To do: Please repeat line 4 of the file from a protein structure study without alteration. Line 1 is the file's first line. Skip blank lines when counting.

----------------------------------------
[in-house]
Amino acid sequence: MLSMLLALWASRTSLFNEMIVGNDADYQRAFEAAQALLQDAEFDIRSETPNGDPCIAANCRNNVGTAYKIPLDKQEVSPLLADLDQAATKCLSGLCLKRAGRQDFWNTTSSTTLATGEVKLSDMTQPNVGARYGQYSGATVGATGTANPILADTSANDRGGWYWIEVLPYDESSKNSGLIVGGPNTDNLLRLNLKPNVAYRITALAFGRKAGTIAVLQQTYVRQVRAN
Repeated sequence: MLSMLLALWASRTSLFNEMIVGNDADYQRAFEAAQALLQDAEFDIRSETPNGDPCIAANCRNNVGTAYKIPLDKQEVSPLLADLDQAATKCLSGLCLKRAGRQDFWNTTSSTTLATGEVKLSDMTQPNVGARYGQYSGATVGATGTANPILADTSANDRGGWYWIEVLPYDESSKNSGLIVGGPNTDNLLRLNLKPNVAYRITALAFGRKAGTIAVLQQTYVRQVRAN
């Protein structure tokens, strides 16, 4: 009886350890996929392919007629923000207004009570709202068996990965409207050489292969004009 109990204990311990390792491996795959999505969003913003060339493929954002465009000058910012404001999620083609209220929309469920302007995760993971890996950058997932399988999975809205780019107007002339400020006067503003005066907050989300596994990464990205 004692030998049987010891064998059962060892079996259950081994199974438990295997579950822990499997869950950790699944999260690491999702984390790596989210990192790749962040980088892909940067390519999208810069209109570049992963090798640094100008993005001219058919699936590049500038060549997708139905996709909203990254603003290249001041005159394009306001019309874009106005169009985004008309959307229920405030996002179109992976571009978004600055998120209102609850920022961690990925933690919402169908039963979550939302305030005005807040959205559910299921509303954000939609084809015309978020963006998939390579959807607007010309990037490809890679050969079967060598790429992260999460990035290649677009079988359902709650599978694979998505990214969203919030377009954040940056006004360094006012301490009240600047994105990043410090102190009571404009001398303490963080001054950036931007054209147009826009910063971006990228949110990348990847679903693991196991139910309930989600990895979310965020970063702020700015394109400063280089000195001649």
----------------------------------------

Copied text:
């Protein structure tokens, strides 16, 4: 009886350890996929392919007629923000207004009570709202068996990965409207050489292969004009 109990204990311990390792491996795959999505969003913003060339493929954002465009000058910012404001999620083609209220929309469920302007995760993971890996950058997932399988999975809205780019107007002339400020006067503003005066907050989300596994990464990205 004692030998049987010891064998059962060892079996259950081994199974438990295997579950822990499997869950950790699944999260690491999702984390790596989210990192790749962040980088892909940067390519999208810069209109570049992963090798640094100008993005001219058919699936590049500038060549997708139905996709909203990254603003290249001041005159394009306001019309874009106005169009985004008309959307229920405030996002179109992976571009978004600055998120209102609850920022961690990925933690919402169908039963979550939302305030005005807040959205559910299921509303954000939609084809015309978020963006998939390579959807607007010309990037490809890679050969079967060598790429992260999460990035290649677009079988359902709650599978694979998505990214969203919030377009954040940056006004360094006012301490009240600047994105990043410090102190009571404009001398303490963080001054950036931007054209147009826009910063971006990228949110990348990847679903693991196991139910309930989600990895979310965020970063702020700015394109400063280089000195001649």